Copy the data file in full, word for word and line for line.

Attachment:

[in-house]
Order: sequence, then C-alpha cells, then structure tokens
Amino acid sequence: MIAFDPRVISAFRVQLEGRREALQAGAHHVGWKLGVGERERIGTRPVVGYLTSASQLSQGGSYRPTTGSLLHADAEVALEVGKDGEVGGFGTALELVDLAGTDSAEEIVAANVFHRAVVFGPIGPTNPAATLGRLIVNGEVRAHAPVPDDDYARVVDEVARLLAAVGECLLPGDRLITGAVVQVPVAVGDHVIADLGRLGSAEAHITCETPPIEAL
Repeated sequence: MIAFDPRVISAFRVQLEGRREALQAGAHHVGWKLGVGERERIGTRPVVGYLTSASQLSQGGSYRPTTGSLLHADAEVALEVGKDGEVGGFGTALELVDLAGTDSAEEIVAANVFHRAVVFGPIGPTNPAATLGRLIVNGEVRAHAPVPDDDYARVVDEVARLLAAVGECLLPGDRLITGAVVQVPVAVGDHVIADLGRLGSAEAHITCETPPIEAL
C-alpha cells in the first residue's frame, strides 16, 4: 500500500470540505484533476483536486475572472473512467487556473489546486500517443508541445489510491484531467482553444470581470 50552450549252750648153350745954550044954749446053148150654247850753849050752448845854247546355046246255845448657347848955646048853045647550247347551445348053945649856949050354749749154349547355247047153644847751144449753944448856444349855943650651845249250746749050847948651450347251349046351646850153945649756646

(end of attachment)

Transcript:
[in-house]
Order: sequence, then C-alpha cells, then structure tokens
Amino acid sequence: MIAFDPRVISAFRVQLEGRREALQAGAHHVGWKLGVGERERIGTRPVVGYLTSASQLSQGGSYRPTTGSLLHADAEVALEVGKDGEVGGFGTALELVDLAGTDSAEEIVAANVFHRAVVFGPIGPTNPAATLGRLIVNGEVRAHAPVPDDDYARVVDEVARLLAAVGECLLPGDRLITGAVVQVPVAVGDHVIADLGRLGSAEAHITCETPPIEAL
Repeated sequence: MIAFDPRVISAFRVQLEGRREALQAGAHHVGWKLGVGERERIGTRPVVGYLTSASQLSQGGSYRPTTGSLLHADAEVALEVGKDGEVGGFGTALELVDLAGTDSAEEIVAANVFHRAVVFGPIGPTNPAATLGRLIVNGEVRAHAPVPDDDYARVVDEVARLLAAVGECLLPGDRLITGAVVQVPVAVGDHVIADLGRLGSAEAHITCETPPIEAL
C-alpha cells in the first residue's frame, strides 16, 4: 500500500470540505484533476483536486475572472473512467487556473489546486500517443508541445489510491484531467482553444470581470 50552450549252750648153350745954550044954749446053148150654247850753849050752448845854247546355046246255845448657347848955646048853045647550247347551445348053945649856949050354749749154349547355247047153644847751144449753944448856444349855943650651845249250746749050847948651450347251349046351646850153945649756646